Before coming to Turkey concerned friends and family only knew Turkey was part of the dreaded Middle East. They told me not to go near Syria even though I’m living on the opposite side of the country on the European continent. They told me not to go near Gezi Park–the site of anti-government protests summer 2013 which turned violent when police used water cannons and tear gas canisters to disperse Turkish people encamped in the park. The protests have been compared to the Occupy Movement and the 1968 protests in America because of how people of all political affiliations have been involved and it is not just one issue they are fighting for.
When the Occupy movement swept through American news, it was a joke to me. The people holding their protests against Wallstreet weren’t making change, they were making fools of themselves and contacting TB while they struggled to get organized. From my sheltered life as a college student in GA these protests were futile and I barely paid them any attention.
But living in Istanbul I’ve seen protests. I walked outside of Istanbul Cevahir (the biggest mall in Europe) and there was a crowd of people chanting in Turkish, yelling in Turkish words that I didn’t understand. The other American exchange students I was with stopped to gawk, inching closer with smiles on their faces as they felt like such big-damn heroes for braving a protest scene. As soon as the police showed up and started attacking people in the crowd, my acquaintances ran off, yelling for me to follow them. I cannot remember the last time I was so angry. How could these other exchange students be so heartless and exploitative at the expense of people putting their safety on the line for something they believe in? When did protests become a spectacle?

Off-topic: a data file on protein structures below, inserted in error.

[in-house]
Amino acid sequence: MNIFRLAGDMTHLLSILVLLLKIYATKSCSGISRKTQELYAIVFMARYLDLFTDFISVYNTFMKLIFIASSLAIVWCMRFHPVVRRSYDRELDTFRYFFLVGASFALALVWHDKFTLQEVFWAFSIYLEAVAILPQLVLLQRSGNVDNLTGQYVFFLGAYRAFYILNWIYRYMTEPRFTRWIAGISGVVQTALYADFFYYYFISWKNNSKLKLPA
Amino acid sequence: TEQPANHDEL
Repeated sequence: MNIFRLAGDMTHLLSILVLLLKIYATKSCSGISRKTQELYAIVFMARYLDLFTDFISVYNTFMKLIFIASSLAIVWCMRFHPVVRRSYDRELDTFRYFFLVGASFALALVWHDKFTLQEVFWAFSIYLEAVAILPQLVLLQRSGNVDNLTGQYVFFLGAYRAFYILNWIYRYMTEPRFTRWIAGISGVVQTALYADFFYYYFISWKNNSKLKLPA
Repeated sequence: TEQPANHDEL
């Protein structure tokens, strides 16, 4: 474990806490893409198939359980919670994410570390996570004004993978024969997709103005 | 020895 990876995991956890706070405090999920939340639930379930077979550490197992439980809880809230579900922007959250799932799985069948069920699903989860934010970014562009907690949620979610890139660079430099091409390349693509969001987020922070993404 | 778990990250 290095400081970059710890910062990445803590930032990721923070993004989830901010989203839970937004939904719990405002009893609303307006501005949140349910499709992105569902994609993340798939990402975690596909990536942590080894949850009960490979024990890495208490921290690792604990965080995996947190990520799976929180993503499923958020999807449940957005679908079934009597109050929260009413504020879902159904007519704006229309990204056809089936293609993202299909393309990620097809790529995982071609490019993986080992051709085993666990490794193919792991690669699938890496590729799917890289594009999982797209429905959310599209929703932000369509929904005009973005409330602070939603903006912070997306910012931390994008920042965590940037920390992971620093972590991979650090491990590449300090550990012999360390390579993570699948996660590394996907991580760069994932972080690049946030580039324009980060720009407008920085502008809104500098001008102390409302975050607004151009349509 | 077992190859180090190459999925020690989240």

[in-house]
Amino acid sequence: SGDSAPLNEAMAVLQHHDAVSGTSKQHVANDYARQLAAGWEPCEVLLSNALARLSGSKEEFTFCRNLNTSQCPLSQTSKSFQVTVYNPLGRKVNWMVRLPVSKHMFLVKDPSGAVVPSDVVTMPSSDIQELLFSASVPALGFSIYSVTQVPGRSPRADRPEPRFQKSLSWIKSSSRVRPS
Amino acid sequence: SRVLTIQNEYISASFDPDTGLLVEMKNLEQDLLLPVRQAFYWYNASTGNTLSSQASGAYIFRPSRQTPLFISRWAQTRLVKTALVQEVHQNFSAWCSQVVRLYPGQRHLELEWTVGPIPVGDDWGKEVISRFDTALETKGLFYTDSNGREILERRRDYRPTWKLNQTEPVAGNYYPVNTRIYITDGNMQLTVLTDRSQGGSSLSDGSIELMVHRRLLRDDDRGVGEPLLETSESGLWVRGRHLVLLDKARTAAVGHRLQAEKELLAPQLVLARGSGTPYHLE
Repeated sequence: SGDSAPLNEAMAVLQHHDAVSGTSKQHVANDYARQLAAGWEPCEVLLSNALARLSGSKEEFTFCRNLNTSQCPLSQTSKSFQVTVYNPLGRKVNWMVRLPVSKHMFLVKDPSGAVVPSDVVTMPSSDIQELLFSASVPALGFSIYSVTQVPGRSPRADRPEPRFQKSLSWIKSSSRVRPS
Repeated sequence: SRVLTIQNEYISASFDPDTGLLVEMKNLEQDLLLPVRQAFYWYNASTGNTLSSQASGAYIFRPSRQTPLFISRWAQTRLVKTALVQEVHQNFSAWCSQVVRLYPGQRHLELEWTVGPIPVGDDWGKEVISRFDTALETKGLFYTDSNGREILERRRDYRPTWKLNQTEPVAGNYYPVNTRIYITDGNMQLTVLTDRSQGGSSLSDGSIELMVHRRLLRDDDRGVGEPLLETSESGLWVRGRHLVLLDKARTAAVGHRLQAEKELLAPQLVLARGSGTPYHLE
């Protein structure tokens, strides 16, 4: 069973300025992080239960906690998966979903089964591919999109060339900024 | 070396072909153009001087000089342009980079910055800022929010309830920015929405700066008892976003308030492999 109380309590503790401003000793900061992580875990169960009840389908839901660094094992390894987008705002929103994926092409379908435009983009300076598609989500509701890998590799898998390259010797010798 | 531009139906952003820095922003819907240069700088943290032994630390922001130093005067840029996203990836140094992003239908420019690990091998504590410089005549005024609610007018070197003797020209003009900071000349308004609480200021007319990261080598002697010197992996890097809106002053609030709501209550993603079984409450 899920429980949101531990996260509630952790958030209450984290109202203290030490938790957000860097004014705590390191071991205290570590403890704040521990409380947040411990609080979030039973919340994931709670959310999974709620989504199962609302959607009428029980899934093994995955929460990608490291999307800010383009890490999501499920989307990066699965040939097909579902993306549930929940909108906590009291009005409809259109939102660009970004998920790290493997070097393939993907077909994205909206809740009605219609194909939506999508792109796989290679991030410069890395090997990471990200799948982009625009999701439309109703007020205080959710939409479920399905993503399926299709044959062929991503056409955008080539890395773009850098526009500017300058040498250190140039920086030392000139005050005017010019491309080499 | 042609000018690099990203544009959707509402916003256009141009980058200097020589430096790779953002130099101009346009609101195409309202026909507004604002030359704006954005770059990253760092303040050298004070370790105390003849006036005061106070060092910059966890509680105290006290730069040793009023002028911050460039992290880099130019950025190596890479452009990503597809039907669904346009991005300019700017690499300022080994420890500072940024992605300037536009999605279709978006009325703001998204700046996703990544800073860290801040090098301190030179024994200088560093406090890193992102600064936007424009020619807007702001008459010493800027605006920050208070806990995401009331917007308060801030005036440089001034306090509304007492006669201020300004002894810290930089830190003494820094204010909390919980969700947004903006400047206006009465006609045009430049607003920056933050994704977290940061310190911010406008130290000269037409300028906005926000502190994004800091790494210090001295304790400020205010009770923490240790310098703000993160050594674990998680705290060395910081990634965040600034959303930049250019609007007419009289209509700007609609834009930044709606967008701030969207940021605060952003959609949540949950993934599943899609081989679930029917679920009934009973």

I believe it happens when people find them exotic. The Occupy Movement aside, there is not a large protest culture in America since the 1960s because it seems as if protests haven’t been working. Maybe it’s because America is such a large country that creating national fervor has become near to impossible. Maybe it’s because the American government is so great at turning its citizens against each other that we’re too busy to fight the real enemy of the government who is supposedly elected to serve us. I do not feel served as an American citizen, I feel betrayed by a system I was taught all my life is perfect. American Democracy.
And because have American democracy, things may not be perfect as we’re told they are as children, but things could always be worse so sit down, shut up and don’t complain. Laugh at the people brave enough to complain. Run away when things get too dangerous and don’t you dare try to stand up for your rights. It won’t work.
The protests in Atlanta after the Zimmerman trial didn’t stop the government or the court systems from being racist. The No More Names protest against gun violence following the Newtown school shooting didn’t stop the NRA from keeping its boot on the American government’s neck. They marched on Washington and nothing has happened to pass gun safety laws. It seems as if every protest we have is quickly forgotten as people turn a blind eye to suffering that does not affect them. Again, we are too busy fighting ourselves to fight the government and this is a form of oppression. Although the system of democracy advocates for the voice of the people in making decisions, the real world of living in American democracy tells you the opposite. It tells you not to make change and that maybe change isn’t possible.
Yesterday, March 11th 2014 marks the death of Berkin Elvan a 14 year old who left his home to buy bread during the Gezi Park protests and was hit in the head by police. Elvan had been in a coma since he was attacked and yesterday he died. In Istanbul and Ankara (the two largest cities in Turkey) there were massive protests and looking at the pictures I wondered if protests like this could happen in America today. I wondered if protests like this do happen today and the government is great at covering them up or turning them into parodies to be laughed at.
But no matter what I wonder, there is one thing I know. One of the most striking ways Turkish protests differ from what I have seen and understand about American protests is that in Turkey, the protesters are not pushing for the government to enact small reforms. They are asking the government to resign.
That is what American protests are missing: the belief that large-scale change can occur and that we are not beholden to the current system. I do not have all the answers for a perfect government but I do not fear a change in the system, I fear living my life under the belief that change is impossible.